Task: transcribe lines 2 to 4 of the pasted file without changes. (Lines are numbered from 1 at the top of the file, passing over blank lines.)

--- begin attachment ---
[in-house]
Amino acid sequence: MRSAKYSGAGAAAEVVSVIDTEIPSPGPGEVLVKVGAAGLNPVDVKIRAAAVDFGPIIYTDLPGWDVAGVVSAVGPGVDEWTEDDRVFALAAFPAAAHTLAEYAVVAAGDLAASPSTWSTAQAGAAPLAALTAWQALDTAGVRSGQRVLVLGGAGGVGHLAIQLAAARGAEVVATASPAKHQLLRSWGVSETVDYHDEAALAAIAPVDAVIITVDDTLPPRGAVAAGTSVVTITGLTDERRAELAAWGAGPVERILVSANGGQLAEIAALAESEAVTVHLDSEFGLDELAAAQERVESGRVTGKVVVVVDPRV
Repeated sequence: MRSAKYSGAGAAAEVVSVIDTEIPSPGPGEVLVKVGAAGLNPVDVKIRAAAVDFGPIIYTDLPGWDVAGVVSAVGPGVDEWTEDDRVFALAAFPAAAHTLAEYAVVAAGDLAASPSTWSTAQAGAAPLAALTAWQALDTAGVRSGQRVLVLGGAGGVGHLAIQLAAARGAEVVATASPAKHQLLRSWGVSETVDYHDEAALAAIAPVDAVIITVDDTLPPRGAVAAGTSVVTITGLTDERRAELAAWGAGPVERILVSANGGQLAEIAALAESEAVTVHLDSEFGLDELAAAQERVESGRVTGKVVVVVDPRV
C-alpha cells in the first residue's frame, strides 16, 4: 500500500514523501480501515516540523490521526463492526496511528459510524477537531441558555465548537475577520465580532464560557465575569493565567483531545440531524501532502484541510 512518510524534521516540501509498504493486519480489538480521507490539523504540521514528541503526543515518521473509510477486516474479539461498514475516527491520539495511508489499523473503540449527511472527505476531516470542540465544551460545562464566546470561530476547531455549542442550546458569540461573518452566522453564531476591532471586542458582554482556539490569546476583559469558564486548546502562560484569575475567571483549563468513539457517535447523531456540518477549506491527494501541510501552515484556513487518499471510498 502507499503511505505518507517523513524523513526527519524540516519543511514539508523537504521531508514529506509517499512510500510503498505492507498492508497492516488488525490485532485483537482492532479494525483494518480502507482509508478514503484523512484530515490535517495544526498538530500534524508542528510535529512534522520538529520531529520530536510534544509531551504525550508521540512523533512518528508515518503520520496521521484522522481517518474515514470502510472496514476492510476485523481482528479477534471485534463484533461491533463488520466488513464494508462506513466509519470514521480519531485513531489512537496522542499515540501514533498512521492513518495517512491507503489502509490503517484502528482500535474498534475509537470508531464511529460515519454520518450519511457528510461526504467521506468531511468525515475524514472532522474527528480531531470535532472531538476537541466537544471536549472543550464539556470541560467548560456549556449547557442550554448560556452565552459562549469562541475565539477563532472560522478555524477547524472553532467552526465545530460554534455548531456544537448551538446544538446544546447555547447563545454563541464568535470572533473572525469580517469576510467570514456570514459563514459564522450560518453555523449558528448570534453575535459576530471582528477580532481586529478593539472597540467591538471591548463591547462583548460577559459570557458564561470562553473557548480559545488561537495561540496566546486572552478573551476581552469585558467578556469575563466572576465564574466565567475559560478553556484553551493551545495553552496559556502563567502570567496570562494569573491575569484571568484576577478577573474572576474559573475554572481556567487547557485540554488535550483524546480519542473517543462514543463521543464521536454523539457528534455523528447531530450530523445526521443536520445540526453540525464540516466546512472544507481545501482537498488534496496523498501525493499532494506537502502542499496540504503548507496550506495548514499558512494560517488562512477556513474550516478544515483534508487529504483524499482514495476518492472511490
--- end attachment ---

Amino acid sequence: MRSAKYSGAGAAAEVVSVIDTEIPSPGPGEVLVKVGAAGLNPVDVKIRAAAVDFGPIIYTDLPGWDVAGVVSAVGPGVDEWTEDDRVFALAAFPAAAHTLAEYAVVAAGDLAASPSTWSTAQAGAAPLAALTAWQALDTAGVRSGQRVLVLGGAGGVGHLAIQLAAARGAEVVATASPAKHQLLRSWGVSETVDYHDEAALAAIAPVDAVIITVDDTLPPRGAVAAGTSVVTITGLTDERRAELAAWGAGPVERILVSANGGQLAEIAALAESEAVTVHLDSEFGLDELAAAQERVESGRVTGKVVVVVDPRV
Repeated sequence: MRSAKYSGAGAAAEVVSVIDTEIPSPGPGEVLVKVGAAGLNPVDVKIRAAAVDFGPIIYTDLPGWDVAGVVSAVGPGVDEWTEDDRVFALAAFPAAAHTLAEYAVVAAGDLAASPSTWSTAQAGAAPLAALTAWQALDTAGVRSGQRVLVLGGAGGVGHLAIQLAAARGAEVVATASPAKHQLLRSWGVSETVDYHDEAALAAIAPVDAVIITVDDTLPPRGAVAAGTSVVTITGLTDERRAELAAWGAGPVERILVSANGGQLAEIAALAESEAVTVHLDSEFGLDELAAAQERVESGRVTGKVVVVVDPRV
C-alpha cells in the first residue's frame, strides 16, 4: 500500500514523501480501515516540523490521526463492526496511528459510524477537531441558555465548537475577520465580532464560557465575569493565567483531545440531524501532502484541510 512518510524534521516540501509498504493486519480489538480521507490539523504540521514528541503526543515518521473509510477486516474479539461498514475516527491520539495511508489499523473503540449527511472527505476531516470542540465544551460545562464566546470561530476547531455549542442550546458569540461573518452566522453564531476591532471586542458582554482556539490569546476583559469558564486548546502562560484569575475567571483549563468513539457517535447523531456540518477549506491527494501541510501552515484556513487518499471510498 502507499503511505505518507517523513524523513526527519524540516519543511514539508523537504521531508514529506509517499512510500510503498505492507498492508497492516488488525490485532485483537482492532479494525483494518480502507482509508478514503484523512484530515490535517495544526498538530500534524508542528510535529512534522520538529520531529520530536510534544509531551504525550508521540512523533512518528508515518503520520496521521484522522481517518474515514470502510472496514476492510476485523481482528479477534471485534463484533461491533463488520466488513464494508462506513466509519470514521480519531485513531489512537496522542499515540501514533498512521492513518495517512491507503489502509490503517484502528482500535474498534475509537470508531464511529460515519454520518450519511457528510461526504467521506468531511468525515475524514472532522474527528480531531470535532472531538476537541466537544471536549472543550464539556470541560467548560456549556449547557442550554448560556452565552459562549469562541475565539477563532472560522478555524477547524472553532467552526465545530460554534455548531456544537448551538446544538446544546447555547447563545454563541464568535470572533473572525469580517469576510467570514456570514459563514459564522450560518453555523449558528448570534453575535459576530471582528477580532481586529478593539472597540467591538471591548463591547462583548460577559459570557458564561470562553473557548480559545488561537495561540496566546486572552478573551476581552469585558467578556469575563466572576465564574466565567475559560478553556484553551493551545495553552496559556502563567502570567496570562494569573491575569484571568484576577478577573474572576474559573475554572481556567487547557485540554488535550483524546480519542473517543462514543463521543464521536454523539457528534455523528447531530450530523445526521443536520445540526453540525464540516466546512472544507481545501482537498488534496496523498501525493499532494506537502502542499496540504503548507496550506495548514499558512494560517488562512477556513474550516478544515483534508487529504483524499482514495476518492472511490